Tuesday, October 31, 2006

Three Weeks in Thailand

When it comes to travel in Asia, there are plenty of options. The most popular destination, however, seems to be Thailand. It's beautiful, it's inexpensive, and the people are friendly. Let's face it, when a country sees 11 million visitors a year, it's because they have something good to offer. This is primarily why I chose Thailand to make my first visit to the other side of the globe. The unbelievable $600 flight also had something to do with it. Fortunately, it lived up to its reputation. The islands were magical, the highlands were lush, and the cities were lively. On the other hand, Thailand also came with some disappointment - I just have to be honest, here. If you are looking for a little bit of a challenge in your travels, this isn't really the place. Sure, you can always walk in the other direction from Thailand's beaten path, but you will never be too far away from decades worth of commercial development and package tourism. In this little corner of Southeast Asia, everything is for sale, and they know you are coming. However, if you can get over the fact that there's a 7-11 on just about every corner, and blind yourself from the endless barrage of tourist agencies, you can still enjoy all that is pure and wonderful about this amazing country - and, let us not forget the food. The following entries chronicle my brief time spent in Thailand, and present what I hope will be useful information for other travelers. (map: www.shunya.net)

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Monday, October 31, 2005

October 8 - 9: Flying (Atlanta, Minneapolis, Tokyo, and Bangkok)

(1) It took roughly 24 hours to get from Atlanta to Bangkok, traveling through Minneapolis and Tokyo. Some may say that I really got screwed with my multi-destination flight, but the only ones who lost out on this deal were the good people at Northwest Airlines. My ticket only cost me a rediculous $620, roundtrip. That's pretty much unheard of when it comes to flying to the opposite end of the planet. The longest leg of this journey is from Minneapolis to Tokyo, clocking in at about 12 hours. My advise: grab an aisle seat and spend your waking hours walking around. Tokyo to Bangkok took us seven hours, but it wasn't so bad when you put it up against the previous flight. I finally arrived in Bangkok at 11:50pm on October 9th... I left on October 8th in the morning. (photo: http://lenta.ru)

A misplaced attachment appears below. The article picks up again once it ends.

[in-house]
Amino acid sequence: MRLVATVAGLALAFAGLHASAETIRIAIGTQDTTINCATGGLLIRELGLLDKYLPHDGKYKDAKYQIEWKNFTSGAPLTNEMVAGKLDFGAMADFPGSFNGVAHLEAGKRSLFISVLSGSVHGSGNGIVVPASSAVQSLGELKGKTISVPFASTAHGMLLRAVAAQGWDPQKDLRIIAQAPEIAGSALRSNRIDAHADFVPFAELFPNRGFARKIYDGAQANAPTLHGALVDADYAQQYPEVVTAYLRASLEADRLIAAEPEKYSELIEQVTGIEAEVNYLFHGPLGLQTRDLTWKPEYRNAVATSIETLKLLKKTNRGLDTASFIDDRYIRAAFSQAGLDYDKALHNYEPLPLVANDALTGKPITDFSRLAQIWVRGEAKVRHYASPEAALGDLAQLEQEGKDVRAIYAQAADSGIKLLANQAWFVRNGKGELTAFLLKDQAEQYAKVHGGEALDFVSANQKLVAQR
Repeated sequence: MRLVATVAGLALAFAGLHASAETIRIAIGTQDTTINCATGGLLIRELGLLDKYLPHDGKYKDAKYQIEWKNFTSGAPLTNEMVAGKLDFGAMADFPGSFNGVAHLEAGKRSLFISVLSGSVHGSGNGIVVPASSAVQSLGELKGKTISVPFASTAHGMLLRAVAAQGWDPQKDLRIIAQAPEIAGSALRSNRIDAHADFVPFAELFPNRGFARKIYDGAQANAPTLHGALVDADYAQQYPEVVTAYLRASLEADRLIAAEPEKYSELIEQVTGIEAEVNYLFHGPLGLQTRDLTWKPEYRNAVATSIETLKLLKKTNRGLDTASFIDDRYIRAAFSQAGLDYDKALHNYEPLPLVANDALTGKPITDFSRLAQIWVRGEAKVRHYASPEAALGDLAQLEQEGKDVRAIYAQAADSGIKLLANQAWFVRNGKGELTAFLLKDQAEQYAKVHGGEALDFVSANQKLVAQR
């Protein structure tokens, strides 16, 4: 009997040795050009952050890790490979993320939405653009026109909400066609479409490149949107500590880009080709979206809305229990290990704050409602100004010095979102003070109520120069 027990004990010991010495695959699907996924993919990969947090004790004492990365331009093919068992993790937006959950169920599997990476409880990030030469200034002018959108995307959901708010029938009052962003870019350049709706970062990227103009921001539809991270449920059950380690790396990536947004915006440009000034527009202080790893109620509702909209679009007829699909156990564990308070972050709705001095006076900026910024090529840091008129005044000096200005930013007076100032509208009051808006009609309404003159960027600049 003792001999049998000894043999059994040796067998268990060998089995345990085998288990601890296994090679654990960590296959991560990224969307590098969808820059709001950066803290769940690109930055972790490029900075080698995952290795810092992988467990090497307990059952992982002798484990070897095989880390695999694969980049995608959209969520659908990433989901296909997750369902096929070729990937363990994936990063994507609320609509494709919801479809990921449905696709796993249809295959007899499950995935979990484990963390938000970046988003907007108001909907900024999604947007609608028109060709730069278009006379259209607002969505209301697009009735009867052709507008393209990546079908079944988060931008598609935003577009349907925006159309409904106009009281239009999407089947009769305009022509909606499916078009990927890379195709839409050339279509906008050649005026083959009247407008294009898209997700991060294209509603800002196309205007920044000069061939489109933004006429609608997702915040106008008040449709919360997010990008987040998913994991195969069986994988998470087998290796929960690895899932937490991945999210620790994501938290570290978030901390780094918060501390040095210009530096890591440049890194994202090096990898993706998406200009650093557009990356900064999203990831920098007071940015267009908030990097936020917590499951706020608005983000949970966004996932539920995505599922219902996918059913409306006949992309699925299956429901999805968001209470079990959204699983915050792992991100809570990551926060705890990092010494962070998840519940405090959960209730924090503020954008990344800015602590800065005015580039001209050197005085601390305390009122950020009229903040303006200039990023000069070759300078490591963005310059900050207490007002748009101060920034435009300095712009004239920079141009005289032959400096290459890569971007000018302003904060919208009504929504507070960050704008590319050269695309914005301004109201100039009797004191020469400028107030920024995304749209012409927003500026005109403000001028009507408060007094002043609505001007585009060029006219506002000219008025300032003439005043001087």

(2) Joining me in Bangkok were two co-workers, traveling seperately, who wound up on my flight when the fare was jointly discovered on Northwest's website. We decided to spend that first and second night in the same hotel in Bangkok before going our separate ways. This, in retrospect, was a bad idea because we stayed at Majestic Suites in the Sukhumvit area of Bangkok. The hotel was very nice, and that was the problem - it set the bar quite high for my future accomodations. However, Rich and Graham (left) had stayed at the hotel several times before on previous visits, and were correct in that it was clean and reasonable. Not only that, but I have to admit that it was pleasant to show up in a country at night after all that travel and have a decent bed waiting for you. A bite to eat at Food Land and a beer was about as much fun as I was able to muster on the 9th before turning in.

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Sunday, October 30, 2005

October 10: Bangkok

(1) The next morning, after hopping online and purchasing a flight to Phuket for the next day, I set out to do some exploring. The first thing I noticed was the strange proximity of the rich and the poor. Just walking down the street from my hotel to the skytrain, I could see giant high-rise buildings towering above what appeared to be a ramshakled village. According to one traveler, these may actually be temporary laborers' quarters - not permanant homes. Either way, it's still pretty bad. I suppose it's not that uncommon to see combined wealth and poverty in large cities, but I couldn't help but wonder what it does to the psyche of the people. Does it breed a feeling of empowerment for those looking down from their windows upon the metal roofs and boarded walls below? And does it belittle the inhabitants of these shacks, looking up to condos in the sky?

(2) Sukhumvit, seemingly the epicenter for Bangkok's sex tourism industry, does, however, offer something for the individual not looking for a good time, but, rather, just a good time. What it offers is a fantastic staging point for travel throughout the city, allowing easy access to both the subway and skytrain. Bangkok has terrible traffic, and unobstructed transportation is key. On my way over to the major tourist points of interest, I rode the skytrain to the Saphan Taksin stop along the Chao Phraya River, where I then picked up a water taxi. This is the quickest, cheapest, and most scenic way to get around town.